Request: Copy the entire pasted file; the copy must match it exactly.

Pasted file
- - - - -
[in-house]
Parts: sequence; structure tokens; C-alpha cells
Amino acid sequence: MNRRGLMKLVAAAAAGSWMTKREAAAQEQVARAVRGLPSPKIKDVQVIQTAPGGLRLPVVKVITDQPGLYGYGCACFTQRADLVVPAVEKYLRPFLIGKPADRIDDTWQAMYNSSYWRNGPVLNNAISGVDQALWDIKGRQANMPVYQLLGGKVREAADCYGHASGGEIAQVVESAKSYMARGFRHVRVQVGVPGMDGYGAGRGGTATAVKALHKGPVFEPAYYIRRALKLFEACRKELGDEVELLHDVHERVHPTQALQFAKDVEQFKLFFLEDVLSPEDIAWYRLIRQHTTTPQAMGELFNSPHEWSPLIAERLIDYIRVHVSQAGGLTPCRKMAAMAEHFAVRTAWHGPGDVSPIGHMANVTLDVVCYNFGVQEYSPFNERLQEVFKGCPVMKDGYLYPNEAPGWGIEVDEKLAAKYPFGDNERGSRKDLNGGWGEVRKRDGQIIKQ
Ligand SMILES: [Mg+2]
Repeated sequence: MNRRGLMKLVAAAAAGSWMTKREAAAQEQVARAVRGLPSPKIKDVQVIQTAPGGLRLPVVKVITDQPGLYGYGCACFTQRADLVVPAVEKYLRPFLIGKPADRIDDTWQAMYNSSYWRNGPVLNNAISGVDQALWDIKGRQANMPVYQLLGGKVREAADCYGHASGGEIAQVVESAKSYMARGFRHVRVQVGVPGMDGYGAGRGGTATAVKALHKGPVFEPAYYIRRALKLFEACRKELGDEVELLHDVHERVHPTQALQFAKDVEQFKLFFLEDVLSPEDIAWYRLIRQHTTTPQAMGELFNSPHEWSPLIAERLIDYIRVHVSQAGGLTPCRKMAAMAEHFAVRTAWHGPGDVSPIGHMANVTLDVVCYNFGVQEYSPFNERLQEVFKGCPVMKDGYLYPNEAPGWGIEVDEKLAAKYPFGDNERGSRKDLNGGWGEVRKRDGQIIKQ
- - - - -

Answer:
[in-house]
Parts: sequence; structure tokens; C-alpha cells
Amino acid sequence: MNRRGLMKLVAAAAAGSWMTKREAAAQEQVARAVRGLPSPKIKDVQVIQTAPGGLRLPVVKVITDQPGLYGYGCACFTQRADLVVPAVEKYLRPFLIGKPADRIDDTWQAMYNSSYWRNGPVLNNAISGVDQALWDIKGRQANMPVYQLLGGKVREAADCYGHASGGEIAQVVESAKSYMARGFRHVRVQVGVPGMDGYGAGRGGTATAVKALHKGPVFEPAYYIRRALKLFEACRKELGDEVELLHDVHERVHPTQALQFAKDVEQFKLFFLEDVLSPEDIAWYRLIRQHTTTPQAMGELFNSPHEWSPLIAERLIDYIRVHVSQAGGLTPCRKMAAMAEHFAVRTAWHGPGDVSPIGHMANVTLDVVCYNFGVQEYSPFNERLQEVFKGCPVMKDGYLYPNEAPGWGIEVDEKLAAKYPFGDNERGSRKDLNGGWGEVRKRDGQIIKQ
Ligand SMILES: [Mg+2]
Repeated sequence: MNRRGLMKLVAAAAAGSWMTKREAAAQEQVARAVRGLPSPKIKDVQVIQTAPGGLRLPVVKVITDQPGLYGYGCACFTQRADLVVPAVEKYLRPFLIGKPADRIDDTWQAMYNSSYWRNGPVLNNAISGVDQALWDIKGRQANMPVYQLLGGKVREAADCYGHASGGEIAQVVESAKSYMARGFRHVRVQVGVPGMDGYGAGRGGTATAVKALHKGPVFEPAYYIRRALKLFEACRKELGDEVELLHDVHERVHPTQALQFAKDVEQFKLFFLEDVLSPEDIAWYRLIRQHTTTPQAMGELFNSPHEWSPLIAERLIDYIRVHVSQAGGLTPCRKMAAMAEHFAVRTAWHGPGDVSPIGHMANVTLDVVCYNFGVQEYSPFNERLQEVFKGCPVMKDGYLYPNEAPGWGIEVDEKLAAKYPFGDNERGSRKDLNGGWGEVRKRDGQIIKQ